-or homemade elements – if you want to make it really interactive, you could have people get involved in making the elements. You could have prepared bread dough that could be baked in the oven during dinner – the smell of baking bread adds a lot to the sensory ambiance, and the bread would be hot out of the oven just as it was ready to serve. (Here’s one recipe for unleavened bread) Can have people crush (seedless) grapes together to make juice – using a large mortar and pestle or something similar.

Passing of elements
-pass one large loaf and have people rip off pieces as it comes by
-or use small unleavened loaves, one piece for every two people. Have them work together to break the bread, using their right hands (as it’s done in the Middle East – since they never use their left hands to eat, it takes two people to break the bread across the table together – very cool – we’ve done this with Moroccan meals at our house)
-pass one cup and let people dip their broken bread in the cup (lets people share a common cup without swapping spit)
-or pour from one larger cup/pitcher into people’s individual cups

Partaking of elements
-have people pass the elements around the table, essentially serving each other. As each person passes, they could say something like, “The body of Christ, given for you,” and then “The blood of Christ, shed for you,” and the person receiving the elements could say “Amen” or something else in response.

Third Day “Communion Song”
Third Day/Sixpence “I Remember You/Precious Jesus” from City on a Hill
Leeland “Carried to the Table”
Matt Redman “Remembrance”

And then your idea: Ask people to share what the Blood or Body of Christ means (has meant) to them personally. You might tell people about that ahead of time so they can be thinking of a story or experience to share.

Have you ever done a meal like this with your church or small group or in your home? What ideas do you have or resources can you recommend?

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  • Karin

    These ideas are fantastic, Becky! What a neat meal this is going to be!

    At a church I used to be a part of they would sometimes have Robbie Seay Band's "Tasting Forgiveness" played during communion:…

    It is a very simple song, but the words are honest words.

  • Laura

    Gerat ideas!!!!

    Loving it!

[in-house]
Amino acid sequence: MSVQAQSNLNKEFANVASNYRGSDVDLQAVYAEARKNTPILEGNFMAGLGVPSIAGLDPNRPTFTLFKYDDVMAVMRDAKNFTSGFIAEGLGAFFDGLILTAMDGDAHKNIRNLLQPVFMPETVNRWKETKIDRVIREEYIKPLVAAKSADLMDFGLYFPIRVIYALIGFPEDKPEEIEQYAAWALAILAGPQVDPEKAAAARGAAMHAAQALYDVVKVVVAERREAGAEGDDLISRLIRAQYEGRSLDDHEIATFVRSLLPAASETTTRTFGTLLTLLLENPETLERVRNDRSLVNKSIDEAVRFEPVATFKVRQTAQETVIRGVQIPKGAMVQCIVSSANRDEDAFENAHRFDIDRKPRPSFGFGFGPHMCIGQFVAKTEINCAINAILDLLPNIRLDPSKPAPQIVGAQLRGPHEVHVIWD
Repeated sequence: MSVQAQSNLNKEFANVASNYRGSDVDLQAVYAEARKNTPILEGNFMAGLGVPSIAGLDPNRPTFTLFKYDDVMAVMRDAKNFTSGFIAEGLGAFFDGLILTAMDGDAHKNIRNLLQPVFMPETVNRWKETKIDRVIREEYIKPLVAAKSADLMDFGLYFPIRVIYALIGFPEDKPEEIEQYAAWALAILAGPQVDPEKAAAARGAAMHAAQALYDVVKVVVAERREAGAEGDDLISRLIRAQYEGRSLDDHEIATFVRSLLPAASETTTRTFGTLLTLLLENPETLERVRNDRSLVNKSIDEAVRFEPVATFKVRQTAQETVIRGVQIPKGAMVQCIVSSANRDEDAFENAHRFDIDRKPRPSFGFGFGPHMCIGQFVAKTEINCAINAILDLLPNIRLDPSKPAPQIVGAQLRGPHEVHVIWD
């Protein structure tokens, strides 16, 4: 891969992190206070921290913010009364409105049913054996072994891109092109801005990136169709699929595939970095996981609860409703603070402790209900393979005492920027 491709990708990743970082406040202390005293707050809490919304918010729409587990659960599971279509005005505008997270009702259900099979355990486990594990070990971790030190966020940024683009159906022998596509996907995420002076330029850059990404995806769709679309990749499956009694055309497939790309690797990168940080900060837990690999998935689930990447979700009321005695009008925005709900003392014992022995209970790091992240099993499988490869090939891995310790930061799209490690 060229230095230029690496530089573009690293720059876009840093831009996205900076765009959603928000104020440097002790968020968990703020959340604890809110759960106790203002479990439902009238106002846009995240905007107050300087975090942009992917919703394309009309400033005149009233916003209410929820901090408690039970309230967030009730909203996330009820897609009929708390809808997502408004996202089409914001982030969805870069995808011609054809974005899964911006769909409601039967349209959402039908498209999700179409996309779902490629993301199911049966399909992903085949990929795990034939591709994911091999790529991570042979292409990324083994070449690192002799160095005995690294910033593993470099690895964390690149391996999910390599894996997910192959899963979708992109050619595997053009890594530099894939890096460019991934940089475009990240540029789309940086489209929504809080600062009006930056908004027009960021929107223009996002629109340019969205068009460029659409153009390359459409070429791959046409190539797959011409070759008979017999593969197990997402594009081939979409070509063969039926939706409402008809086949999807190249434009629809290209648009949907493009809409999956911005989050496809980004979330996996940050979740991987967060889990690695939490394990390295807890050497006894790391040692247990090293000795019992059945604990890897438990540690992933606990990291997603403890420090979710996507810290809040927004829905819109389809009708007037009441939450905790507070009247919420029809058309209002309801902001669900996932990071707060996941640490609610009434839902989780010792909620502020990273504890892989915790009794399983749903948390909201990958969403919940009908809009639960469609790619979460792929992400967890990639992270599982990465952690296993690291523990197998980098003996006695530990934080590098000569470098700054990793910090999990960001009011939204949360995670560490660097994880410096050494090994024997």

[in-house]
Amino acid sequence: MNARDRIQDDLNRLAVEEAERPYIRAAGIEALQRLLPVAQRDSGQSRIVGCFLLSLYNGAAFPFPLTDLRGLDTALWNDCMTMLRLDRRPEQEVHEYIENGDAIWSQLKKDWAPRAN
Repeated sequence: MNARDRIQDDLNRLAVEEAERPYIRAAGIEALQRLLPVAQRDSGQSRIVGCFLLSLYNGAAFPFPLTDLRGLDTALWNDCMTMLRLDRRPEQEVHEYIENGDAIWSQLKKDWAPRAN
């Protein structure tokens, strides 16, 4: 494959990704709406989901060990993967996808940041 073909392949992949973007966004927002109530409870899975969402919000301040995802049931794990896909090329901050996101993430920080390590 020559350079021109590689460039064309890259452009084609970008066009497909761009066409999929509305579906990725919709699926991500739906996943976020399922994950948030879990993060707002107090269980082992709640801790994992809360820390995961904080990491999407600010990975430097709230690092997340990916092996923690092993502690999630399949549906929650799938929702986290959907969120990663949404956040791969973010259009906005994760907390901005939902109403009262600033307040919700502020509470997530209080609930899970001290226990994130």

• Meghan

    I think this is the first time I've commented on your blog. I've thought a lot about Communion/Eucharist in my transition from Evangelical to Liturgical worship. I think the fact that the bread and wine are the gifts of God for His people, that it is a feast that Christ has set for us, is lost in most churches. It should be filled with joy! Eucharist means "giving thanks" and sometimes the VERY somber self-flagellation that occurs in churches during Communion time seems wrong. Yes, I think communion should be preceded by a time of repentance. But I have been in churches where this was taken too far.

    All that to say, sometimes doing Communion differently helps to open our eyes to some deeper revelations. These are good ideas, although definitely not liturgical/sacramental. I'm a pass the communal cup kind of person instead of intinction. If churches actually used port instead of grape juice or cheap wine, your alcohol content would be high enough to kill most problems. Do you hear that AG? USE WINE!

    I'm stepping down off the soap box now.

    • Becky Miller

      This made me laugh out loud. I love you, Meg.

      I deliberated several times about including a note suggesting they use wine…and that they ask Laura to pick it out, because she has good taste. : )

  • gwyn

    these are really great ideas, b! wow.

    • Becky Miller

      Fanks! Some of the girls did a really nice job decorating, and the guys cooked. The pictures looked awesome. I should do a follow-up post with their pictures.